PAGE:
Monday, February 25, 2008

Weight Loss

By Angela Zechmann, MD, MPH

2/25/08 Hello, and welcome to my blog! I am a physician specializing in weight management medicine, which is a relatively new specialty in medicine. My practice is called South Sound Preventive Medicine, located in Olympia, WA. I absolutely love what I do! Considering that obesity is now America’s number one cause of preventable premature loss of life, it is surprising that there are not many more physicians like me who specifically focus on helping people to lose weight and get healthier.

If you suffer from the disease of obesity, take heart. Yes, you heard me right, I said obesity is a DISEASE. It is not a personal failure, a lack of willpower, or laziness. It is a long-term chronic disease, and it causes in its wake many other chronic diseases, like high blood pressure, arthritis, and diabetes, to name just a few.

Obesity is a treatable disease, but it will require life-long vigilance to keep the disease under control. “Diets,” which have a starting point and an ending point, will not help, and will actually worsen the disease, because once you end the “diet” you will most likely regain all of the weight you lost, and then some. If this has happened to you, don’t beat yourself up. It is the natural history of this chronic disease.

So, how is this disease treated? Well, first of all, we must define what it is. Physicians and researchers use the standardized BMI (Body Mass Index) calculation, which is a measure of weight relative to height. The BMI is not perfect, as someone who is very muscular may have a high BMI but a low fat percentage. Click on the BMI table if you would like to measure your own BMI. Here is how to interpret the number you get.

<18.5 Underweight
18.5-24.9.1 Normal weight
25-29.9 Overweight
30-34.9 Mild Obesity
35-39.9 Moderate Obesity
40 and over Severe Obesity

Now that you know where you are at, let’s get to work.

The first thing a bariatric physician will do is to take a careful history. I have my patients fill out a graph which shows me how the weight has come on, what diets the patient has tried, and what sorts of life events have been associated with weight gain or loss. This graph is incredibly helpful. I also ask about current lifestyle: who you live with, who cooks, what sort of job you have, or if there are other stressors in your life (for example, taking care of small children or an ill parent). I ask patients to keep a food diary. I ask what sorts of illnesses they have had or currently have, and what medications they are on. Finally, I ask about the family history of illnesses.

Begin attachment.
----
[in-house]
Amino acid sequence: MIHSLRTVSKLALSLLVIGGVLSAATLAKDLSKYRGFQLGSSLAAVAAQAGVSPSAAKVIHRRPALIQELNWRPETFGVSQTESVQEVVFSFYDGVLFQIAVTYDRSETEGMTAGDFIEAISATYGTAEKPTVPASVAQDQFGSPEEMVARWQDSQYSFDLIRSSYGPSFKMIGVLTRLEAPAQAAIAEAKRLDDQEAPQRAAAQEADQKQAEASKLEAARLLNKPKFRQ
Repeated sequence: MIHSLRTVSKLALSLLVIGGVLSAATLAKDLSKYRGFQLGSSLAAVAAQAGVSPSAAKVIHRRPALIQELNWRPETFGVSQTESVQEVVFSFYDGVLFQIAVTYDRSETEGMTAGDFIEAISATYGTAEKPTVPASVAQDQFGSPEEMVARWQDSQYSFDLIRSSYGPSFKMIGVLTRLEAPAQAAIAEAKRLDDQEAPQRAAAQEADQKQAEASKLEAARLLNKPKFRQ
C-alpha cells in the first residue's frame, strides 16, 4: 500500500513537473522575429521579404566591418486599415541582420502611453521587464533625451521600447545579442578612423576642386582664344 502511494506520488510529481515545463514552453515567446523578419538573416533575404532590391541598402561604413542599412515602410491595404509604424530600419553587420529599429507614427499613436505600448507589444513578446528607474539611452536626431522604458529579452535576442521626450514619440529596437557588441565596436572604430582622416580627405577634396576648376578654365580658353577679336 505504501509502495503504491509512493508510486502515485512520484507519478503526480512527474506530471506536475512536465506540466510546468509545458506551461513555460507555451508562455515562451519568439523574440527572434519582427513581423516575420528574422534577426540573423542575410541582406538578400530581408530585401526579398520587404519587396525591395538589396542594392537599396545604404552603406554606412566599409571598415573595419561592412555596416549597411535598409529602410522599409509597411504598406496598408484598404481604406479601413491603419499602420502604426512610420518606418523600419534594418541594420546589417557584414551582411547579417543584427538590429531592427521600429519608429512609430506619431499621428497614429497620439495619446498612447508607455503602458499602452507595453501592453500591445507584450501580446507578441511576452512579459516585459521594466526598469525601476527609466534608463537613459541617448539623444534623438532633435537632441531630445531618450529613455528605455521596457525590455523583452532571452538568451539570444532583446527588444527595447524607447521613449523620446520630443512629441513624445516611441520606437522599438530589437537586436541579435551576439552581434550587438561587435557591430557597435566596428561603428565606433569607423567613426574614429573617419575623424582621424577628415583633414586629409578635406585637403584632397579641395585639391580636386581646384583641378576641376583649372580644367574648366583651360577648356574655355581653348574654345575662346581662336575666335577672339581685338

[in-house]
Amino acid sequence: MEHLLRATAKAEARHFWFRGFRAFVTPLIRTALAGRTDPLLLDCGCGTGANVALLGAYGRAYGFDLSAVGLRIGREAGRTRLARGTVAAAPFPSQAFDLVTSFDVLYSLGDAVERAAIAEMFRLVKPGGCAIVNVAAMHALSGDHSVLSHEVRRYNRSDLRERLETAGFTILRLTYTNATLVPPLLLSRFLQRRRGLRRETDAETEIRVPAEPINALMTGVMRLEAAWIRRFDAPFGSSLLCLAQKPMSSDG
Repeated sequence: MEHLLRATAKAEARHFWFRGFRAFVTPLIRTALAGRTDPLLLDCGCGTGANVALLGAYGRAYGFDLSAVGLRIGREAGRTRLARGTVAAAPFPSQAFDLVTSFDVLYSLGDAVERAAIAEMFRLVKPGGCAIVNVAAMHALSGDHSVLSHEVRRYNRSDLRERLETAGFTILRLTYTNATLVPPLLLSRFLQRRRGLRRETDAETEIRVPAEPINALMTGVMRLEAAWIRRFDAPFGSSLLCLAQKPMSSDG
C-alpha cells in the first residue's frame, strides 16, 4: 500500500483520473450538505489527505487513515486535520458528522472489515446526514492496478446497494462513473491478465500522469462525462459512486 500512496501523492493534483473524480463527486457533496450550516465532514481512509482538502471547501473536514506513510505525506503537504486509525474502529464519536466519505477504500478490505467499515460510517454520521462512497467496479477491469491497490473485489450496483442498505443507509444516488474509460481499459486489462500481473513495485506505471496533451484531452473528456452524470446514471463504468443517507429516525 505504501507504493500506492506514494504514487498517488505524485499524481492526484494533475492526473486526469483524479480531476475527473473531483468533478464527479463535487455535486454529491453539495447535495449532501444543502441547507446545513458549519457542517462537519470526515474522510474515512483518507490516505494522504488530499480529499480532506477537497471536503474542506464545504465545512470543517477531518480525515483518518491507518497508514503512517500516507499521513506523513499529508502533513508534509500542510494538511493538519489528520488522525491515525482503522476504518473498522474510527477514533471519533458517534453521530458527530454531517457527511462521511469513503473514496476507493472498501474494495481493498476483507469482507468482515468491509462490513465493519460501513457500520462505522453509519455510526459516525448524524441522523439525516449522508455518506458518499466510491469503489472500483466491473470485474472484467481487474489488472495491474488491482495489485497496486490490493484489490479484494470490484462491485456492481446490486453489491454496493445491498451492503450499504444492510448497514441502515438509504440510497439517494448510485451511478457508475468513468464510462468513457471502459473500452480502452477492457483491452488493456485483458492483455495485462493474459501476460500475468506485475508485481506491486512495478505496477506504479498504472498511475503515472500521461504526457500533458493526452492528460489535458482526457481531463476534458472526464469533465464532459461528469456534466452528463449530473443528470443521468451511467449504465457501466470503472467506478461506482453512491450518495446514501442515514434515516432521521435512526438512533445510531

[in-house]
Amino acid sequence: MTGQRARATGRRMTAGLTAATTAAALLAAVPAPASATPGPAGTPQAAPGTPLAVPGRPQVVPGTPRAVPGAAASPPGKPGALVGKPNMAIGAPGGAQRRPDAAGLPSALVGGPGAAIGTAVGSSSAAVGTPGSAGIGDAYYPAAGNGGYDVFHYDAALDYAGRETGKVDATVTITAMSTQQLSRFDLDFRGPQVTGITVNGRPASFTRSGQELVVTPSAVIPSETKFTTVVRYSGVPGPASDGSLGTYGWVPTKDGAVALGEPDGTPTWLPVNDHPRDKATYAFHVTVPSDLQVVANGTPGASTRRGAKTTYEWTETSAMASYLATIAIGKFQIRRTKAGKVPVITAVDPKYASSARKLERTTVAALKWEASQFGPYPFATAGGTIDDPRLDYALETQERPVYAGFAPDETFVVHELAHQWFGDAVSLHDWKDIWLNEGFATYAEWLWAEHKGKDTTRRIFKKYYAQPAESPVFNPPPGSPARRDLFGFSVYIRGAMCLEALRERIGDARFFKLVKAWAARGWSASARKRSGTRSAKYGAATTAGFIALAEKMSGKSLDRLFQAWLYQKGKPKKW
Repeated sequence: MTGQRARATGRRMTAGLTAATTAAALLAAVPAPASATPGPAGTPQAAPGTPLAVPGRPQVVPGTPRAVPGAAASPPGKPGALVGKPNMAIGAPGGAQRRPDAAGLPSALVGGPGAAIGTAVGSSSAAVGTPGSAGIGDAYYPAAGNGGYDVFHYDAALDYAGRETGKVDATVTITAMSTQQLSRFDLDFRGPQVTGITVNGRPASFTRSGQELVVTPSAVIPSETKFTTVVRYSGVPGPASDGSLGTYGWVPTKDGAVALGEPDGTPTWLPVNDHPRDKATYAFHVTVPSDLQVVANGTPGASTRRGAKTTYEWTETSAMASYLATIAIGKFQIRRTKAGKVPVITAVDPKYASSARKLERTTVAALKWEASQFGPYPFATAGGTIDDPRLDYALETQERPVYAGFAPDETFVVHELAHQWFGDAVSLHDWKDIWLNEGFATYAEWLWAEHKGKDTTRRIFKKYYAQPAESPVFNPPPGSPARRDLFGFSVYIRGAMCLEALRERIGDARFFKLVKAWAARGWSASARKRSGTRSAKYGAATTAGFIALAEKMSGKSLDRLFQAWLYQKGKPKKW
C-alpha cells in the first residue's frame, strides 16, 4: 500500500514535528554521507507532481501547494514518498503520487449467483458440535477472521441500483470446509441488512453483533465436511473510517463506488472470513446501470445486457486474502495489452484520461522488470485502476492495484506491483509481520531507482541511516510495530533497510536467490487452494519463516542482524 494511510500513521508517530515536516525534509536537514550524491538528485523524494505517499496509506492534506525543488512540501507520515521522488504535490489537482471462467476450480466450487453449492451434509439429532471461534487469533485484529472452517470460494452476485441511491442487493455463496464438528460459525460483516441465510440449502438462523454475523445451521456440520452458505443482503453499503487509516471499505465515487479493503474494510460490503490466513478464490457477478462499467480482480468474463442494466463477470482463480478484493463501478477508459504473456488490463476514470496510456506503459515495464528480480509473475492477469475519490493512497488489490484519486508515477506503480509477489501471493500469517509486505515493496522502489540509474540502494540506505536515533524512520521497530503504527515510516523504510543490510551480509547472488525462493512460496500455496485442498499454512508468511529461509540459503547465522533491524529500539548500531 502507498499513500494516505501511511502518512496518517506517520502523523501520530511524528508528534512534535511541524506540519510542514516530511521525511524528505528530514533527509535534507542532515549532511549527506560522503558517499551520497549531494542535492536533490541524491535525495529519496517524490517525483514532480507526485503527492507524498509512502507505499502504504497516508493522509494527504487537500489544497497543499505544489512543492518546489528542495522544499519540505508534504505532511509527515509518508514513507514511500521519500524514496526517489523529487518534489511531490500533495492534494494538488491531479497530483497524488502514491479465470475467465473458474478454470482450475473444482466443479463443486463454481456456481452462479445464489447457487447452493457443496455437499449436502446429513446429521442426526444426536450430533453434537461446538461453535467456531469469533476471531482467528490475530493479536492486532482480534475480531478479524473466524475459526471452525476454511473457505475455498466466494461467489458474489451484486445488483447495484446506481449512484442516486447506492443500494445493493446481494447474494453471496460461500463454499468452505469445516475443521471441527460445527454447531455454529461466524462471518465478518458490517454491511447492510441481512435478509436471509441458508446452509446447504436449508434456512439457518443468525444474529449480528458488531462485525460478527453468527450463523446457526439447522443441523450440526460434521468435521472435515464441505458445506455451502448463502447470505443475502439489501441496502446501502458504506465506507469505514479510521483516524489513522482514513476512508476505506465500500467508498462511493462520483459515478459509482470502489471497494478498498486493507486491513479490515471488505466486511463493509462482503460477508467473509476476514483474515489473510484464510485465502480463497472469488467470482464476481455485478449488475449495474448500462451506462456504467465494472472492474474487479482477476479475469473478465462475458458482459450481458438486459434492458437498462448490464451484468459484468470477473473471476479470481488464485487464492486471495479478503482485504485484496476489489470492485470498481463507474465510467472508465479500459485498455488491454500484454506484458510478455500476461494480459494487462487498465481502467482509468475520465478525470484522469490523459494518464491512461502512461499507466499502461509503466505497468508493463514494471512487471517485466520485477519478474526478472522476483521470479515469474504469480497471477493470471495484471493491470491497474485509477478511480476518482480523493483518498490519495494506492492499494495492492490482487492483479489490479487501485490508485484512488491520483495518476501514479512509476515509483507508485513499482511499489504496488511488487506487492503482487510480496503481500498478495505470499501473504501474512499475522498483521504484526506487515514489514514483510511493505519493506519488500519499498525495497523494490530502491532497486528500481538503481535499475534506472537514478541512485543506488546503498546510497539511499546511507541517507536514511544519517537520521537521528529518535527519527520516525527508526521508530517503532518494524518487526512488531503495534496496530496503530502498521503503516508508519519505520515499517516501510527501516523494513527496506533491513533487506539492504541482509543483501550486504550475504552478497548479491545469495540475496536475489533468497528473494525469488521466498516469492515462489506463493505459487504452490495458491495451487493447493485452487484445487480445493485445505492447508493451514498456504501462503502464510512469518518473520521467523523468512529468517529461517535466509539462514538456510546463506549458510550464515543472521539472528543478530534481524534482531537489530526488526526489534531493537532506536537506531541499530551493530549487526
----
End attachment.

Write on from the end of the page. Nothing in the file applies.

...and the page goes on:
The next step is a physical exam. Vital signs and measurements are important; Blood pressure, pulse, current weight and height, neck, chest, waist and hip measurements, and a body composition analysis, which tells us how much of the weight is fat and how much is fat-free (ie muscle and bone). I like to keep an eye on these measurement to make sure the weight loss is fat loss and not muscle loss, which is common in fad dieting.

The final step is blood testing. In my clinic, I get the bare-bones basics in the beginning. I ask patients to fast overnight, and then we get a blood sugar level, cholesterol profile and a few other labs which help me determine liver, kidney, bone marrow and thyroid function. I do not get expensive tests unless someone is having trouble losing weight.

Once we have an idea of what is going on, we can make an individualized treatment plan. There are many causes of obesity, but in general, they fall into four categories:


The next blog will discuss each of these in turn.

In the meantime, consider finding your nearest bariatric physician to learn more about how to control your disease. A good place to start is the website of the American Society of Bariatric Physicians: Just go to the tab marked “find a physician” and click on your state. A list of society members will pop up so you can find the one closest to you.